Calibration and Testing of Rapid Prototyped Nozzles for Guidance and Control
Lyne, Christopher Tucker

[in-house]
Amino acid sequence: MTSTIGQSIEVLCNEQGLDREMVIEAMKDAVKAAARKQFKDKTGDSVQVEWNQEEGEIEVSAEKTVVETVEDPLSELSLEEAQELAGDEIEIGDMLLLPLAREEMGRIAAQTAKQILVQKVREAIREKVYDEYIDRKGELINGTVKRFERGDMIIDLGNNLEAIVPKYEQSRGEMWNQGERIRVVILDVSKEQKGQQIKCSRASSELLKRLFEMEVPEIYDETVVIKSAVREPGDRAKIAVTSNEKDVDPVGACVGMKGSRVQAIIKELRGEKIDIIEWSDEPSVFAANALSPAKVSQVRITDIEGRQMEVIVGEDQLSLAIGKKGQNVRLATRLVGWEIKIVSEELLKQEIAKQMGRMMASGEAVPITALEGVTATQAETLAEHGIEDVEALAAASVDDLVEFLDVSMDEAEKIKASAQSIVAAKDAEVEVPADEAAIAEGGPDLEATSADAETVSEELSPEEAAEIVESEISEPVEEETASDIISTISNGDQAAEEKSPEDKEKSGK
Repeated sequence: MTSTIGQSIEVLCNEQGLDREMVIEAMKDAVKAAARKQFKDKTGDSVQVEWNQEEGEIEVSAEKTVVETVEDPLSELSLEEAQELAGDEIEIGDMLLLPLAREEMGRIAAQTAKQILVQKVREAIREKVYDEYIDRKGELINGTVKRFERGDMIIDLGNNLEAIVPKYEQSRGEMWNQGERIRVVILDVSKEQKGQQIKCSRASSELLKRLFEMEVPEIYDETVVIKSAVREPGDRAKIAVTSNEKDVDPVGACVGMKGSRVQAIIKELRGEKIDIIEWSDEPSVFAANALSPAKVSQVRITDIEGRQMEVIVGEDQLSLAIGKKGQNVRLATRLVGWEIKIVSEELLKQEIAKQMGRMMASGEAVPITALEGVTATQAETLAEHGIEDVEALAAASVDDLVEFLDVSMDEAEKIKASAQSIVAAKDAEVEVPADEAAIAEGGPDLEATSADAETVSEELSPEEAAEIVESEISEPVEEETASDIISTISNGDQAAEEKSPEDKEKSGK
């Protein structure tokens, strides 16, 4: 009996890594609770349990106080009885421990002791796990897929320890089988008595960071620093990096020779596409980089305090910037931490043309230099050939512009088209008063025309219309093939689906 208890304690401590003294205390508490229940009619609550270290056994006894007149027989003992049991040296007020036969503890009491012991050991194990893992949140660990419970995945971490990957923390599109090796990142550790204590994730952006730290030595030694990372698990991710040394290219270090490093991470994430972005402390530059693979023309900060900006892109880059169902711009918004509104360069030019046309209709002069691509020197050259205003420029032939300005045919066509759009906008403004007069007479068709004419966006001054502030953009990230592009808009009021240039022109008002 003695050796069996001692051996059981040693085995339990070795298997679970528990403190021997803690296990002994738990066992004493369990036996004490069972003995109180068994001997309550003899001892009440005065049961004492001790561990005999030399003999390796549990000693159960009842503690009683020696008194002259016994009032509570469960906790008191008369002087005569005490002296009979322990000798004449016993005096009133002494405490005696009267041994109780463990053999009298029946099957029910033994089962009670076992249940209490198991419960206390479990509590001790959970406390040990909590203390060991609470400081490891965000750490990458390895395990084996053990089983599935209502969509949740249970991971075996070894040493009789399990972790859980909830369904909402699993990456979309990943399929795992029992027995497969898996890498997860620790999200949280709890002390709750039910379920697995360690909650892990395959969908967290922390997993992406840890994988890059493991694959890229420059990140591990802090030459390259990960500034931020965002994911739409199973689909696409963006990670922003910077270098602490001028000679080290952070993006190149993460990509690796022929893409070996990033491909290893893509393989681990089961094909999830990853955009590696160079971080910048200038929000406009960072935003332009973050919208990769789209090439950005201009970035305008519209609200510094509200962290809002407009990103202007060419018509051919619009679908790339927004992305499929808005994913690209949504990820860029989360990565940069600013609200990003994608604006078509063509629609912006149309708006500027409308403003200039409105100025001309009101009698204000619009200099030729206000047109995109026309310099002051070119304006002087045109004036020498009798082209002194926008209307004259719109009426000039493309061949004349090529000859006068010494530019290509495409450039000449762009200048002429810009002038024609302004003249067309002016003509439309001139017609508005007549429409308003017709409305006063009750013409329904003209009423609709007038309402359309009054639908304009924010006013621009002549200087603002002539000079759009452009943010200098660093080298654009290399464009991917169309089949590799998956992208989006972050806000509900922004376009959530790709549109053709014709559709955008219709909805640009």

Additive manufacturing of plastics, commonly referred to as Rapid Prototyping, is an emerging field with the potential to improve the performance of guidance and control systems for small satellites. Small-scale nozzles for low temperature thrusters can be easily manufactured using rapid prototyping, leading to a reduction in cost compared to traditional manufacturing techniques. This document presents a case study in the design of a cold gas thruster nozzle for guidance and control, and experimentally assesses the performance of the nozzle. Using the coefficient of thrust as a performance metric, a study is conducted to compare the performance of the rapid prototyped nozzle to a comparable machined nozzle. It was shown that the rapid prototyped nozzle outperformed the machined nozzle in all the test cases, and the primary sources of off nominal performance are identified as surface roughness and viscous effects. This favorable performance demonstrates that rapid prototyping is a viable means of prototyping nozzles for guidance and control systems for small satellites, and potentially for fabricating the final hardware for Space applications.